Wellbeing

Suicide is Not a Dirty Word

Suicide.

There. I said it.

Yet, despite the fact that more than 6000 people across the UK and ROI die by suicide every year, so many of us don’t.

This morning, as I sat with a cup of tea reading the local news, I came across sadly familiar phrases in a news article: “fallen from a railway bridge”; “no suspicious circumstances”; “if you are affected by the issues in this story, call Samaritans on 116 123”. I initially felt incredibly sad for the gentleman who died, his family and friends, the train driver and any other witnesses, and the emergency services. Then, I found myself getting annoyed. Why, in this day and age of sharing our thoughts and feelings more than ever before, are many of us still not saying the seemingly-still-taboo word: “Suicide”? Or even “taking one’s life” or “killing oneself”? Is it a secret? Are we scared to say it? Does it makes it seem… Real?

Well, it is real. It is scary. And we can help to prevent it, if we would only talk about it.

Now before I continue, I am aware that the media are reporting celebrity suicides more than they ever did before. This is a good start, and it is helping to open up the dialogue that everyone – no matter how perfect their life may seem – is vulnerable. The tragic losses of Love Island’s Mike Thalassitis and The Prodigy’s Keith Flint to suicide within the last month are just a handful of examples of this. However, this often isn’t the case for us ‘everyday folk’, such as the news article I read this morning. I am not, for one minute, suggesting that the family should have to identify the person, speak to the media about how they feel, nor do methods or locations need to be discussed in any form of detail as this is not considerate reporting of suicide, as it can pose a danger to the grieving relatives and other vulnerable people due to suicide contagion (Samaritans Media Guidelines for Reporting Suicide). But, the simple word ‘suicide’ is rarely mentioned for everyday people other than in high-profile cases, and it is glossed over by implying that they simply fell, died in their sleep, or were in an accident. What does this do for opening a dialogue on suicide, other than suggesting that it’s unsavoury language and can’t be mentioned? (Conversely, media reporting of celebrity suicides occurs, but can sometimes go to the others end of the spectrum and speculate simplistic causes, talk in detail about methods, and glorify suicide; against the Samaritans Guidelines for Reporting Celebrity Deaths).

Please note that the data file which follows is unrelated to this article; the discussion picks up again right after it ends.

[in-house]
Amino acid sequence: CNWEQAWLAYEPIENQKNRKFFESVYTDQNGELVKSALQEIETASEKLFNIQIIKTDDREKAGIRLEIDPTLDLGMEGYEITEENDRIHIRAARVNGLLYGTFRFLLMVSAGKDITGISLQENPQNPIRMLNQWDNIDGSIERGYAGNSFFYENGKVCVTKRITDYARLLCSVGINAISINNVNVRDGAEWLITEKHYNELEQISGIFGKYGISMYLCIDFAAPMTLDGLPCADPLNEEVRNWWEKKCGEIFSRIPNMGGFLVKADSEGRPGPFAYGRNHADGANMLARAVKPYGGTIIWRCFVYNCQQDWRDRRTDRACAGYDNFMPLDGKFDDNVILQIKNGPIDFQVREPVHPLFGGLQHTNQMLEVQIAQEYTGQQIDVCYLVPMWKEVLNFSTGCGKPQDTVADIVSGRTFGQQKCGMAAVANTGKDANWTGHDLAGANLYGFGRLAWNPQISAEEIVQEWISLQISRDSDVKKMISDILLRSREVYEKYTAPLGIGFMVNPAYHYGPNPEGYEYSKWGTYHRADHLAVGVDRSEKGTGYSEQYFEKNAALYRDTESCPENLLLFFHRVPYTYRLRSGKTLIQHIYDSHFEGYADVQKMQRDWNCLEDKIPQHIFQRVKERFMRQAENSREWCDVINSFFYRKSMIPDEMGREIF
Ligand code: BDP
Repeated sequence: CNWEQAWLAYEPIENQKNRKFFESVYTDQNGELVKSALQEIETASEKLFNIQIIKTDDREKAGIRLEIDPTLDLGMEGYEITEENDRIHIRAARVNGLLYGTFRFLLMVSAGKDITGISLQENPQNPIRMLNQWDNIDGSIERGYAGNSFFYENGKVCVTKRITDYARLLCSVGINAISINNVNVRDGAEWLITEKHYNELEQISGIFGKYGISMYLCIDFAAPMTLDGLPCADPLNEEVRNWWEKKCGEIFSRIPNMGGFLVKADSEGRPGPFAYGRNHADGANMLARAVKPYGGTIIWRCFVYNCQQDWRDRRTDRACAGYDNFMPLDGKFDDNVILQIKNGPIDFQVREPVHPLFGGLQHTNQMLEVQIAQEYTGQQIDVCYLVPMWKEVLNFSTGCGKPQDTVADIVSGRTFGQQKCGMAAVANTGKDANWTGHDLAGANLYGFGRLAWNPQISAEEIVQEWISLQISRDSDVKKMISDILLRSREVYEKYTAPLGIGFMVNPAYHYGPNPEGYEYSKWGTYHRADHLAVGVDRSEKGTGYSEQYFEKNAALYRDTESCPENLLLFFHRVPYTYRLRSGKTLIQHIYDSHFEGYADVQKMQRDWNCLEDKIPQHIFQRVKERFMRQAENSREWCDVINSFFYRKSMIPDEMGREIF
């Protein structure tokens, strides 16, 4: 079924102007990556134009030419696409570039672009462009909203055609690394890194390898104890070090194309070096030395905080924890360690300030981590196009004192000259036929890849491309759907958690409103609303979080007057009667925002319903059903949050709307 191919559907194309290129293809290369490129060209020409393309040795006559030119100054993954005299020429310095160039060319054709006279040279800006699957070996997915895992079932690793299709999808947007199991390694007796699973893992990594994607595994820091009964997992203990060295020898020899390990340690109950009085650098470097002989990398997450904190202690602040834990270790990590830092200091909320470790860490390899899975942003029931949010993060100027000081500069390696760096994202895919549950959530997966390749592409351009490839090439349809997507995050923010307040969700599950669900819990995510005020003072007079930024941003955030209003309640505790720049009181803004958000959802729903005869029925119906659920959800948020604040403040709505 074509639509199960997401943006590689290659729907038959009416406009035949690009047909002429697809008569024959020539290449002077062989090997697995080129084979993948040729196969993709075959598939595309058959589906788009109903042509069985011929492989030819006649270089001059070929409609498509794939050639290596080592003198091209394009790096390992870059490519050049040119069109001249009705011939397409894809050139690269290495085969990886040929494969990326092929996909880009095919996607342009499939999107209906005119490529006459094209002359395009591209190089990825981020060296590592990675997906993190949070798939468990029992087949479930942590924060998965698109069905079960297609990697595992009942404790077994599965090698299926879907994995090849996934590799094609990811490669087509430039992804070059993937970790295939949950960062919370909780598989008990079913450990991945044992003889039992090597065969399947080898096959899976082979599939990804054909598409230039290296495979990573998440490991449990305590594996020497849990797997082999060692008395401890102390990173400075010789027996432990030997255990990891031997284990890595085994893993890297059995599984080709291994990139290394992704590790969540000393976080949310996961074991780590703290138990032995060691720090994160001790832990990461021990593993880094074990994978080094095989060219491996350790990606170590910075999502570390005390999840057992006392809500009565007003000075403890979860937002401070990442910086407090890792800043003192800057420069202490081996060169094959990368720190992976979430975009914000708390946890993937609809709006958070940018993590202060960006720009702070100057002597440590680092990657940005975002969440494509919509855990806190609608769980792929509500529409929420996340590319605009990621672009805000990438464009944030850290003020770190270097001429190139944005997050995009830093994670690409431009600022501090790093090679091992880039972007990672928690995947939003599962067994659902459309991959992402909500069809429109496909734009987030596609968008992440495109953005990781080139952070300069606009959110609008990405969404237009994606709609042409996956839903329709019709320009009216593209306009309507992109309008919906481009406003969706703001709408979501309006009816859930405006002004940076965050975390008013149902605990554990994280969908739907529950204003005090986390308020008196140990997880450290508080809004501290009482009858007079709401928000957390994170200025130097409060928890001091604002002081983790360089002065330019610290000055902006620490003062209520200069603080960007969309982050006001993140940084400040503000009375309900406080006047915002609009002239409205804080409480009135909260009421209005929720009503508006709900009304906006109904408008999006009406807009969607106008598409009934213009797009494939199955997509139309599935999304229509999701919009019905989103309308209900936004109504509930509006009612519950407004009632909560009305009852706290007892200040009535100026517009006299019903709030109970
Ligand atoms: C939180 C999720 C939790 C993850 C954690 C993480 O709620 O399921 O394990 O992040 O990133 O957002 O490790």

I attended an ASIST 2-day Course on Suicide Intervention Skills this week (through Mind Matters in Barnsley), which may be why it is on my mind more this morning. Despite thinking that I talk about suicide quite openly, one step of the intervention framework (The ‘Pathway for Assisting Life’) had two words in it: “Ask; Suicide”. It made me stop and think. How many times have we actually asked someone who we are worried about “Have you been thinking about suicide?” On the other hand, how many times have we said things like “But you’re doing okay, aren’t you?” Or “But look at all of the good things you’ve got in your life!” Or “You’re not thinking of doing anything stupid, are you?” (How would you feel opening up to someone someone who has just called your thoughts in your darkest moments ‘stupid’?)

When we dance around the subject, and don’t use the word “suicide” (or a close derivative such as “ending your life” or “killing yourself”), as well intentioned as we are, we perpetuate the myth that suicide is not okay to talk about. When in reality, talking to someone about suicide is often enough to help someone come out of the spiral; it has been said that just 20 minutes is enough to bring someone back from then brink. The old adage is appropriate here: This Too Shall Pass. The feelings do pass, and this is the key time to talk to someone, as suicide is often (although I appreciate not always) an impulsive act when someone is in despair – and many survivors of suicide have said they regretted their actions as soon as it was too late to go back. But to normalise talking about suicide, we need to see talking about it normalised; and this includes using the word (sensitively) in both local and national media.

There are many organisations out there trying to encourage talking about suicide. Aside from the wonderful work from organisations such as Samaritans, PAPYRUS, and CALM, there are international organisations such as ASIST providing training, national charities such as Grassroots Suicide Prevention providing both training and signposting services, and local organisations such as Liam Jones Legacy (the founder of which I met at the ASIST training; they work extremely hard to encourage people to talk about suicide, provide a listening ear, and signpost to relevant organisations no matter where in the country you are). More of this, please!

Suicide is not a dirty word. Despite the abundance of ‘risk factors’ and stereotyping out there, we are all vulnerable no matter our age, gender, employment status, or socioeconomic status. If you’re worried about someone, don’t be afraid to ask them “Are you thinking about suicide?” If you are struggling, don’t be afraid to open up – either to friends/family or a professional organisation – that you are thinking about suicide. Talking about suicide saves lives. It’s OK Not To Be OK.

If you or someone you know is at risk of suicide right now and wants to talk, please visit my I Need Help Now page for a list of places you can turn to if you feel you can’t talk to any friends or family about how you feel.

If you would like to book an appointment, please visit my Book an Appointment page.

1 thought on “Suicide is Not a Dirty Word”

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